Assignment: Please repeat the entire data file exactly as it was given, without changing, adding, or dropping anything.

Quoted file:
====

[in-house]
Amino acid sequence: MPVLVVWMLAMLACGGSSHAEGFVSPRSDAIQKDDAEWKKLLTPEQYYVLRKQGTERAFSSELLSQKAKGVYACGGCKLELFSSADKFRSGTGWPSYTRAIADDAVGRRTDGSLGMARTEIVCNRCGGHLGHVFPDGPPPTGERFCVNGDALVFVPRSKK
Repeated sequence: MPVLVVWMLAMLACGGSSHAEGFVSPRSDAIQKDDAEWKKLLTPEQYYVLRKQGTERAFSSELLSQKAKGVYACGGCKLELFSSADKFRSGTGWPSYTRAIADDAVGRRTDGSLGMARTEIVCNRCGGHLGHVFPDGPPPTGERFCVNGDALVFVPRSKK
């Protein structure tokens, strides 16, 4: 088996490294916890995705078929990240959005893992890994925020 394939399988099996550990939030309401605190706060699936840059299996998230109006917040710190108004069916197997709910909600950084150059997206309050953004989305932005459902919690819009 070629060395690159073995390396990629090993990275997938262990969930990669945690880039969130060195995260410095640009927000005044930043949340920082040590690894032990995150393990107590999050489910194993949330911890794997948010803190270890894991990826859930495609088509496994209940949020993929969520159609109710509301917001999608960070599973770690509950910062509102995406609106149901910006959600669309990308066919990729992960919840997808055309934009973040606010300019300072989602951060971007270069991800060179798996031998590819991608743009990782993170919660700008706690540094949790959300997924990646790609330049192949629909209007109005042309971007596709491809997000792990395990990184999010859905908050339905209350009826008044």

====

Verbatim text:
[in-house]
Amino acid sequence: MPVLVVWMLAMLACGGSSHAEGFVSPRSDAIQKDDAEWKKLLTPEQYYVLRKQGTERAFSSELLSQKAKGVYACGGCKLELFSSADKFRSGTGWPSYTRAIADDAVGRRTDGSLGMARTEIVCNRCGGHLGHVFPDGPPPTGERFCVNGDALVFVPRSKK
Repeated sequence: MPVLVVWMLAMLACGGSSHAEGFVSPRSDAIQKDDAEWKKLLTPEQYYVLRKQGTERAFSSELLSQKAKGVYACGGCKLELFSSADKFRSGTGWPSYTRAIADDAVGRRTDGSLGMARTEIVCNRCGGHLGHVFPDGPPPTGERFCVNGDALVFVPRSKK
């Protein structure tokens, strides 16, 4: 088996490294916890995705078929990240959005893992890994925020 394939399988099996550990939030309401605190706060699936840059299996998230109006917040710190108004069916197997709910909600950084150059997206309050953004989305932005459902919690819009 070629060395690159073995390396990629090993990275997938262990969930990669945690880039969130060195995260410095640009927000005044930043949340920082040590690894032990995150393990107590999050489910194993949330911890794997948010803190270890894991990826859930495609088509496994209940949020993929969520159609109710509301917001999608960070599973770690509950910062509102995406609106149901910006959600669309990308066919990729992960919840997808055309934009973040606010300019300072989602951060971007270069991800060179798996031998590819991608743009990782993170919660700008706690540094949790959300997924990646790609330049192949629909209007109005042309971007596709491809997000792990395990990184999010859905908050339905209350009826008044």